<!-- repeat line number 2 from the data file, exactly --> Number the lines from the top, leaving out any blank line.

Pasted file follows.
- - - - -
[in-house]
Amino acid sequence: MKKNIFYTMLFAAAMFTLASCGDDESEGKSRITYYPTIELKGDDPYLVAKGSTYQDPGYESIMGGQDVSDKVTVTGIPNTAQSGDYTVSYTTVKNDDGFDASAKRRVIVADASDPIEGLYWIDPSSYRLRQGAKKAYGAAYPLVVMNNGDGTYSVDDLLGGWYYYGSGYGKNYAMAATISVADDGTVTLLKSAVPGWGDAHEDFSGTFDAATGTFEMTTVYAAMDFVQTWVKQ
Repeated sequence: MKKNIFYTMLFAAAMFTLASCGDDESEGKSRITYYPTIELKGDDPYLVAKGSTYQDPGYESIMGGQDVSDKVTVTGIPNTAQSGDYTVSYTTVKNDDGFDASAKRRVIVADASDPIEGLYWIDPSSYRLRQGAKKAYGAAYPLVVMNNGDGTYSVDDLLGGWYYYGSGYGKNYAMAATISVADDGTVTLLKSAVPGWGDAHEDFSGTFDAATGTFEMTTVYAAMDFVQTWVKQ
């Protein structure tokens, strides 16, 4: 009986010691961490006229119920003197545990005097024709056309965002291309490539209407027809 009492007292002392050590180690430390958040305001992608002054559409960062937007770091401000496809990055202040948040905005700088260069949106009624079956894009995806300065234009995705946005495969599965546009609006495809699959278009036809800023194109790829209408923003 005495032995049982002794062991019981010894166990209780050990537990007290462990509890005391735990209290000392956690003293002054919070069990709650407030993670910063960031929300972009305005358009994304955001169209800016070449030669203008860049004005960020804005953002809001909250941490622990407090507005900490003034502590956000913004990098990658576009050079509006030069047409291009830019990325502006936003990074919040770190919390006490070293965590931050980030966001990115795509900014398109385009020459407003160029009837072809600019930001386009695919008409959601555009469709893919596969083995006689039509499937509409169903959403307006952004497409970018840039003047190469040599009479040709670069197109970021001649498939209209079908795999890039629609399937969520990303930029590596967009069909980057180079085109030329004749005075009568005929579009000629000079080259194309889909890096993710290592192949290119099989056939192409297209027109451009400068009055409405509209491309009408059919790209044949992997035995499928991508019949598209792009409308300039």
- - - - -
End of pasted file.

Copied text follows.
Amino acid sequence: MKKNIFYTMLFAAAMFTLASCGDDESEGKSRITYYPTIELKGDDPYLVAKGSTYQDPGYESIMGGQDVSDKVTVTGIPNTAQSGDYTVSYTTVKNDDGFDASAKRRVIVADASDPIEGLYWIDPSSYRLRQGAKKAYGAAYPLVVMNNGDGTYSVDDLLGGWYYYGSGYGKNYAMAATISVADDGTVTLLKSAVPGWGDAHEDFSGTFDAATGTFEMTTVYAAMDFVQTWVKQ